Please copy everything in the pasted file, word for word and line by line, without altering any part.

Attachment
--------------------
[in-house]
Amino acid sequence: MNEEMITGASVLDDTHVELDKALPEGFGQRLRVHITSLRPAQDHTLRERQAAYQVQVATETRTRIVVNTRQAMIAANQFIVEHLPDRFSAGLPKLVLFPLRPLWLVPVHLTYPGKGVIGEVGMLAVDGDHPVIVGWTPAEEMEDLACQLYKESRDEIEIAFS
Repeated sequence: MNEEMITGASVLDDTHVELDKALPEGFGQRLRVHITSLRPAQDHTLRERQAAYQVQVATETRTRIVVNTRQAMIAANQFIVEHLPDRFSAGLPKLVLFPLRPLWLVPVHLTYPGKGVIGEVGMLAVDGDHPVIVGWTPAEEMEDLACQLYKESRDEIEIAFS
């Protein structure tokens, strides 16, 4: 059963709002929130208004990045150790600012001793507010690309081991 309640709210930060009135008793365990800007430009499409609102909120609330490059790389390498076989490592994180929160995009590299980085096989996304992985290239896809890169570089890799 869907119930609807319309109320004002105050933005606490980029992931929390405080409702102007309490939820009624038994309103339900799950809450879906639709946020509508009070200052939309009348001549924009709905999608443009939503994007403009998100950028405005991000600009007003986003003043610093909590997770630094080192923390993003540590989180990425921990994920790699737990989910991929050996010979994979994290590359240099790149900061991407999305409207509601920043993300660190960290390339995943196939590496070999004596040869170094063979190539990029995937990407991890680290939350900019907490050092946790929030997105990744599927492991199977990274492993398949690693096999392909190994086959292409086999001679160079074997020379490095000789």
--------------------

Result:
[in-house]
Amino acid sequence: MNEEMITGASVLDDTHVELDKALPEGFGQRLRVHITSLRPAQDHTLRERQAAYQVQVATETRTRIVVNTRQAMIAANQFIVEHLPDRFSAGLPKLVLFPLRPLWLVPVHLTYPGKGVIGEVGMLAVDGDHPVIVGWTPAEEMEDLACQLYKESRDEIEIAFS
Repeated sequence: MNEEMITGASVLDDTHVELDKALPEGFGQRLRVHITSLRPAQDHTLRERQAAYQVQVATETRTRIVVNTRQAMIAANQFIVEHLPDRFSAGLPKLVLFPLRPLWLVPVHLTYPGKGVIGEVGMLAVDGDHPVIVGWTPAEEMEDLACQLYKESRDEIEIAFS
């Protein structure tokens, strides 16, 4: 059963709002929130208004990045150790600012001793507010690309081991 309640709210930060009135008793365990800007430009499409609102909120609330490059790389390498076989490592994180929160995009590299980085096989996304992985290239896809890169570089890799 869907119930609807319309109320004002105050933005606490980029992931929390405080409702102007309490939820009624038994309103339900799950809450879906639709946020509508009070200052939309009348001549924009709905999608443009939503994007403009998100950028405005991000600009007003986003003043610093909590997770630094080192923390993003540590989180990425921990994920790699737990989910991929050996010979994979994290590359240099790149900061991407999305409207509601920043993300660190960290390339995943196939590496070999004596040869170094063979190539990029995937990407991890680290939350900019907490050092946790929030997105990744599927492991199977990274492993398949690693096999392909190994086959292409086999001679160079074997020379490095000789």